I have been asking this question to many developers after having heard the viewpoints of many others on the alt.net list. The common view point seems to be that Debug.Assert is evil and shows a unit test that is missing. Many also made comments such as that if I am using a Debug.Assert that I should have immediately after it matching production behaviour. Some quotes from the discussions I have had:
Asserts are evil, you should write a unit test to show the failure
Asserts are antiquated
Asserts used to be useful in the C/C++ days because you would be testing conditions that should never be false but could be because of direct memory manipulation etc they have no real use in a managed environment.
I think that all of these viewpoints have really missed the point of why I would want to use an Assert. To me the main reason to Assert is that:
I want this case tested when in Debug mode but I don’t actually WANT to run the test in production. If the test were to fail in production then let it fail or let it return incorrect information
At the outset this may sound like TDD sacrilege perhaps going through an example will clear it up. Let’s say that for whatever reason I am re-implementing Array.BinarySearch. One of the conditions of BinarySearch is that the thing I am searching is sorted. This is a canonical example of where I would want to use an Assert. Writing a unit test for this condition (or expecting a runtime failure from it) is ridiculous as it would be take a O(log n) operation and make it O(n + log n). In other words it would take me longer to insure that the thing is actually sorted than it would take me to actually search it.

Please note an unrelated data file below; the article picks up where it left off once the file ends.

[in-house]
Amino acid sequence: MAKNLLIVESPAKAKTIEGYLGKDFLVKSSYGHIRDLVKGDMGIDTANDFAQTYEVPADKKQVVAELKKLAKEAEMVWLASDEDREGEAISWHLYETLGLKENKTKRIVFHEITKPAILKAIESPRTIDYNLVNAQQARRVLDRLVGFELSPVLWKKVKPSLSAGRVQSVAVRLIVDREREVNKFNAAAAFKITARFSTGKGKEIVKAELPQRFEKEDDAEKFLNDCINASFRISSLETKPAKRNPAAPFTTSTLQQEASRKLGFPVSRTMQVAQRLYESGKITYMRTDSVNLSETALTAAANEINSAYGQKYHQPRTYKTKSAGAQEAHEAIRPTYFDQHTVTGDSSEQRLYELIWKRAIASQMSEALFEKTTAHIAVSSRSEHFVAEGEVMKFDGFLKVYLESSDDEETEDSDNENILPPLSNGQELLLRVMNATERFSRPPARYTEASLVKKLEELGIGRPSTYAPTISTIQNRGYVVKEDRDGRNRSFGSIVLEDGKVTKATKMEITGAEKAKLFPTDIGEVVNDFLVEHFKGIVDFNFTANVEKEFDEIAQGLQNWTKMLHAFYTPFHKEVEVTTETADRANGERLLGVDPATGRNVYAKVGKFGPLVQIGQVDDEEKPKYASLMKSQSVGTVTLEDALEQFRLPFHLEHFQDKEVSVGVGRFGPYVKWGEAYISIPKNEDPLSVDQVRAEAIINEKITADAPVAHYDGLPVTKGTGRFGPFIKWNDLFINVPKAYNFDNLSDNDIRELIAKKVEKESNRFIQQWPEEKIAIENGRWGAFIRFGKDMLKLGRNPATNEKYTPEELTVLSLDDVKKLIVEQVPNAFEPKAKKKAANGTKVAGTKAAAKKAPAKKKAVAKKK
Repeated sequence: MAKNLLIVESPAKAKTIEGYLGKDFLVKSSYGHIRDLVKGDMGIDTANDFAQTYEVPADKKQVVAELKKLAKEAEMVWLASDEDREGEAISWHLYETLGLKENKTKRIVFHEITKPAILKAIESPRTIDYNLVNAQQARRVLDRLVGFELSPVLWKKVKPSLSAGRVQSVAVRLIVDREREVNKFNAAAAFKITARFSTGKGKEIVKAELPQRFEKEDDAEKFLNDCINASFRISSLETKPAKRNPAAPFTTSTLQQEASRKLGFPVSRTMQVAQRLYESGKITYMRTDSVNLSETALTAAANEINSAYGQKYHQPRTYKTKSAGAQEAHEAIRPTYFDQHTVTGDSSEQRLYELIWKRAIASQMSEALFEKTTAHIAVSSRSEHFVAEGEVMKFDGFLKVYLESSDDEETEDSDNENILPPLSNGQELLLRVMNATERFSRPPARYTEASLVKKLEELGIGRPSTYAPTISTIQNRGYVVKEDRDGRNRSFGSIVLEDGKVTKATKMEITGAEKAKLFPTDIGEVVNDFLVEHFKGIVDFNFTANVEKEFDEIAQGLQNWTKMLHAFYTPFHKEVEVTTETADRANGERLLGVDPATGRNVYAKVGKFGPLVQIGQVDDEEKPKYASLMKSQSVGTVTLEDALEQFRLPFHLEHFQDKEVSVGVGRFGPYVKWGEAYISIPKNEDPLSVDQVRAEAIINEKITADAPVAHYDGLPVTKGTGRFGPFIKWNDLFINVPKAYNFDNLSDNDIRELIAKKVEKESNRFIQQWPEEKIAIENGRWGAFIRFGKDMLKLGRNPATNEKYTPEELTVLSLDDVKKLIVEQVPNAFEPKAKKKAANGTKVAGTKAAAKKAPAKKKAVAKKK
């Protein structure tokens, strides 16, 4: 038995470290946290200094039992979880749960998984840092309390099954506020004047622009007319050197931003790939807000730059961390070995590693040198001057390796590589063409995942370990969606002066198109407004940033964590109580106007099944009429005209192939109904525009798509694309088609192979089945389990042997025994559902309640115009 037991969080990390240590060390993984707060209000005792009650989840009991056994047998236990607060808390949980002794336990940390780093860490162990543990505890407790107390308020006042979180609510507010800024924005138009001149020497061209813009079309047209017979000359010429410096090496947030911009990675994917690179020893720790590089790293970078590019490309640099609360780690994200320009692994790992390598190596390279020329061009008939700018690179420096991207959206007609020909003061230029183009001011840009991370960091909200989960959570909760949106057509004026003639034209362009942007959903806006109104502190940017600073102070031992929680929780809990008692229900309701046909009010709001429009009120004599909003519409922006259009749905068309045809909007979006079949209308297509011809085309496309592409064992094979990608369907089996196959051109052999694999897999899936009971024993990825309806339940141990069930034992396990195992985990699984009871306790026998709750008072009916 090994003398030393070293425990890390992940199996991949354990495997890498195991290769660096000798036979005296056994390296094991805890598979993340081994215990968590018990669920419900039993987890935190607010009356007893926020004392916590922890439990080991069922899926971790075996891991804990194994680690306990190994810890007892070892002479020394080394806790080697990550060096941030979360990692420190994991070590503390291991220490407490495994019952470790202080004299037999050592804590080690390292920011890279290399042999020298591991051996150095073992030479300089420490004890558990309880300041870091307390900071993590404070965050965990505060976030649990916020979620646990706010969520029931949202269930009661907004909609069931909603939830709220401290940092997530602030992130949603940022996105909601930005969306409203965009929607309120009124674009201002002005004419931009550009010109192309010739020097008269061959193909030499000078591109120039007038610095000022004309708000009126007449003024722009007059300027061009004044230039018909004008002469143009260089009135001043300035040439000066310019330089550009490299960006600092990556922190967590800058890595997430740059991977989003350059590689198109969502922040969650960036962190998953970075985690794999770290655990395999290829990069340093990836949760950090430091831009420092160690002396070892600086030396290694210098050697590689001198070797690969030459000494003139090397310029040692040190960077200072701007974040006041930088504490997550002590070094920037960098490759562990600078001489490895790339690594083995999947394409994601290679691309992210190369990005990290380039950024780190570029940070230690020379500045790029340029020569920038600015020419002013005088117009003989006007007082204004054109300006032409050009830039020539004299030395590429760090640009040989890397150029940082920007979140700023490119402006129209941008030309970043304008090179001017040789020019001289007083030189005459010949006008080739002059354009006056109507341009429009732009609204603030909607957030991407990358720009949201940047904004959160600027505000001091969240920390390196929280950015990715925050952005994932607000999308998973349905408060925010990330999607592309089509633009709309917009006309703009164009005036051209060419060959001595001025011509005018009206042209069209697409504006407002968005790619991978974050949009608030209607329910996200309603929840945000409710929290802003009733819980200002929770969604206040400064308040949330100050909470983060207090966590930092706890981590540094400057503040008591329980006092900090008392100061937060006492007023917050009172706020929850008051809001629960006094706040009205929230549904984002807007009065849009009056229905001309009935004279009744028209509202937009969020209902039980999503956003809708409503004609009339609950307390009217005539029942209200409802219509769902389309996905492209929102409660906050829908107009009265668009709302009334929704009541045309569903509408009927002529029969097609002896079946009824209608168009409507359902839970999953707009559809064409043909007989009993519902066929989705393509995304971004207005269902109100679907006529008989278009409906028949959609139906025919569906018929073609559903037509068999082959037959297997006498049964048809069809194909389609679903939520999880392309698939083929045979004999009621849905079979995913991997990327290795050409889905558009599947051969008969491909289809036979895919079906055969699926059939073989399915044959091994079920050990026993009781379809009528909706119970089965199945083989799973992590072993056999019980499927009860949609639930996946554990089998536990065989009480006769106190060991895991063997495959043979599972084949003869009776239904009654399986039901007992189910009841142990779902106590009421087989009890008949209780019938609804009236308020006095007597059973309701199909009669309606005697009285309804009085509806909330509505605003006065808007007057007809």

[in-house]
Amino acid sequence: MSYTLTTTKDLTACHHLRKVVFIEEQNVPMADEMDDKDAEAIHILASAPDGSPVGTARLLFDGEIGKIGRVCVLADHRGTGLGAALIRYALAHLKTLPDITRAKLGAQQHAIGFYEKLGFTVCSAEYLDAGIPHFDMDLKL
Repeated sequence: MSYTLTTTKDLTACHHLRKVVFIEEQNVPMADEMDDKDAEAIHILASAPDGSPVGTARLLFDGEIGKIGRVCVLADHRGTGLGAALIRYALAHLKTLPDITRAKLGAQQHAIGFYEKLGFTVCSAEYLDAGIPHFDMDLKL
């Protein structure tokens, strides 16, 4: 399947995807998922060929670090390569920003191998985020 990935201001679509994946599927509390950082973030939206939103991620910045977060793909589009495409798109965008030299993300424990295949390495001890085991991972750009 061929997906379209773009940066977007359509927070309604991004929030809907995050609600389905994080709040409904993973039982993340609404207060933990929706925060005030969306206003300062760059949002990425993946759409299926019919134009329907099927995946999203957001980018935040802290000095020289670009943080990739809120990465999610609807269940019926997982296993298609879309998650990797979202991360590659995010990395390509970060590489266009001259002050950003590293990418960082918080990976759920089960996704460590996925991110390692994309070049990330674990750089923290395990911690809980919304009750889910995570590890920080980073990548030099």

Spec# currently also does not support this type of scenario. TO support it I would need the ability to say this condition only applies to the prover, do not emit runtime code for this. Hopefully this is something that will be added in the near future.